We all remember Hurricane Sandy and the wake of destruction it left in its path in 2012. Learn how one crisis management team became better business continuity planners and disaster recovery experts from the experience.
Business Continuity Management has tremendously evolved since it originated in the 70’s but some common clichés are still lurking in the shadows. Avoid these 5 mistakes to create a successful business continuity management program that is objective, consistent & repeatable.
Effectively fulfilling your role as a business continuity executive means not only understanding your organization’s ability to remain resilience in the face of any disruptive event or disaster, but also proactively contributing, sanctioning and enforcing an effective business continuity program. I put together a short outline of steps you should take as you build your business continuity management program.
Knowing what questions to ask can make the decision on whether or not or which business continuity or disaster recovery planning software system to purchase easier. It doesn't have to be a leap of faith if you ask the right questions.
Ugh! Sometimes managing business continuity and organizational resilience feels like you missed the meeting and were elected in absentia. Don't worry. This fun and educational powerpoint presentation can help guide you in what you need to know to begin business continuity or organizational resilience planning in 5 easy steps, such as:
Step 1: Assess your situation
Step 2: Define organizational resilience
Step 3: Gather your critical data & determine your risk
Step 4: Gain executive buy-in
Step 5: Determine your strategy
Step 6: Build your program
Step 7: Do’s & Don’ts
You get it. You’re a business continuity manager. You are ready for any disaster. You have ninja like reflexes. You can read minds. You own a magical crystal ball. You have the super power of continuity. You anticipate and avert crisis whenever possible. Of course, this is not always the reality, but you do know how to expect the unexpected.
In too many cases demonstrated by recent history, the worst possible risks tend to be surprises that no one would have suspected as a possibility. Anticipation and foresight can be effective only in situations where we know with high probability the worst risks we face, and we can apply that knowledge to avoid or mitigate negative outcomes. Unfortunately without the help of the super powers and skills set listed above, avoidance and mitigation aren’t always possible. The recent events in NYC, NJ and Minnesota bring to mind the ever increasing need for business continuity and disaster recovery planning. The devastating attacks in Paris, Orlando, New York and across the world are also painful examples of such an unfathomable crisis.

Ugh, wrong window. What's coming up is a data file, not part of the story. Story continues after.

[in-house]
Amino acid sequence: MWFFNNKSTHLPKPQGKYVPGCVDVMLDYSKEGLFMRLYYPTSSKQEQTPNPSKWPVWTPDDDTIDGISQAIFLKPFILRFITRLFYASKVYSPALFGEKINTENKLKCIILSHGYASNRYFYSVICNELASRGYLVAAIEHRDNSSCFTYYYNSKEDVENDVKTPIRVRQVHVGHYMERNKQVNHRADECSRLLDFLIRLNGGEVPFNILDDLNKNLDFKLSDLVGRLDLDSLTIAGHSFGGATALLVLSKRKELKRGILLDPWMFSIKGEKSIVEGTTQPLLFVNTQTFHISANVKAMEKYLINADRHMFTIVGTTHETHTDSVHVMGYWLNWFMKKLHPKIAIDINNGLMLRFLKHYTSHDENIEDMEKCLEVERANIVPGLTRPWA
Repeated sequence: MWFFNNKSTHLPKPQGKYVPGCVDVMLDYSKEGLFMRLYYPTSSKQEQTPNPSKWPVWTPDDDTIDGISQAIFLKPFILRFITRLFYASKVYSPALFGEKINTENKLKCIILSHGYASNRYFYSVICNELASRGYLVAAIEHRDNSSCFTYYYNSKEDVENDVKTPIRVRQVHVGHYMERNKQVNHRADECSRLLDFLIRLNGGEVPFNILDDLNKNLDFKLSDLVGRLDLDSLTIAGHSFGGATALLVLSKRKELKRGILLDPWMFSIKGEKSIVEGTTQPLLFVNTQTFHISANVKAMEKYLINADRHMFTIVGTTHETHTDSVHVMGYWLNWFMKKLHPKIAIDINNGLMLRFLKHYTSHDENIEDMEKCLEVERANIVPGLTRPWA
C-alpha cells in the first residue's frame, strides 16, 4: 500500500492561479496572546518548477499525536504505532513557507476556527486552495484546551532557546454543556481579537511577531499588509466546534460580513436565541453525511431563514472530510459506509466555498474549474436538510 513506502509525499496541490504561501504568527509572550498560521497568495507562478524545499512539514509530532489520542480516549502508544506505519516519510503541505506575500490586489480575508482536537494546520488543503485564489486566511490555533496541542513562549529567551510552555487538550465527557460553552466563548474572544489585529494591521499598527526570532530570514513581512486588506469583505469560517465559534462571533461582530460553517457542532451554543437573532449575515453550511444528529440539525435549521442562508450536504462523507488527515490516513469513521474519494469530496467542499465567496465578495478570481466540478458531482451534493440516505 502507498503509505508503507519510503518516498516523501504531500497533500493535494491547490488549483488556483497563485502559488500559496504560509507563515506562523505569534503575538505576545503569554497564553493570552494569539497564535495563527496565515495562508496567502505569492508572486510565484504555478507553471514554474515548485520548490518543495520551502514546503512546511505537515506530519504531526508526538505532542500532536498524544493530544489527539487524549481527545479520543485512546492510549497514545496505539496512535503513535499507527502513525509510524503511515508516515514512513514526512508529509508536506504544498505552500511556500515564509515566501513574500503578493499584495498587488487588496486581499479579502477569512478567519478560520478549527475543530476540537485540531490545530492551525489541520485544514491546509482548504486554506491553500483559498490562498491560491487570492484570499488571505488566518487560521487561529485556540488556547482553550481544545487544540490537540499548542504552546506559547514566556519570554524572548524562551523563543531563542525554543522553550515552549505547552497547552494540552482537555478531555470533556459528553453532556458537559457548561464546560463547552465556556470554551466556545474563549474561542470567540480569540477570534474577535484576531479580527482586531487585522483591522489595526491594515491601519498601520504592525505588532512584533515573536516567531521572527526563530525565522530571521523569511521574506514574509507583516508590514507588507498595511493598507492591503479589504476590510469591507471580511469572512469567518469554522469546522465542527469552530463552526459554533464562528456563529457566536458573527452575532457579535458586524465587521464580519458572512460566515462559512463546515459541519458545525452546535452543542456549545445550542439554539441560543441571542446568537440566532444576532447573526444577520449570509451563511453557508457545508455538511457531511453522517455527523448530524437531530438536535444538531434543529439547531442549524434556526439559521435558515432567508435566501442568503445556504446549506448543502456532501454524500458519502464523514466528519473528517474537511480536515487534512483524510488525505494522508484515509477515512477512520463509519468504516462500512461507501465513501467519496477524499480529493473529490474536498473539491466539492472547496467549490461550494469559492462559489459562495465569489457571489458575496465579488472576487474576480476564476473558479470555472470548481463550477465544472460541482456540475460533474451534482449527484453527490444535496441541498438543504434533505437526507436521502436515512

You’re part of a successful business. Why worry about money? So many business managers I have met over recent years have focussed upon pricing structures and revenue. I have to ask myself why? There are merely two success indicators you should seek when planning business continuity:
- Your ability to reliably deliver products or services and keep doing so
- The company’s reputation, which must be maintained no matter what happens
It doesn’t matter if you call it business continuity, organizational resilience, risk management, disaster recovery or continuity of operations, there are some important terms, every beginner needs to know to have a sustainable program. Here is my take on some of these common BC terms. Consider it a BC beginner’s cheat sheet!
There are 8 Corporate Competencies that we have identified as essential to an optimal business continuity program (BCP). The first 7 address the key behaviors of the BC program. The 8th Corporate Competency, Program Content, addresses how your organization implements the 4 central disciplines of business continuity:
- Incident Management - Emergency & Crisis Management
- Security Management - Physical & Cyber Security
- Technology Recovery - IT Disaster Recovery + other critical asset recovery
- Business Continuity (BC) or Continuity of Operations
Each Corporate Competency categorizes a critical business/operational characteristic of an organization’s ability to create a sustainable business continuity program.
Let’s have a little fun & discuss them as 8 Corporate Incompetencies.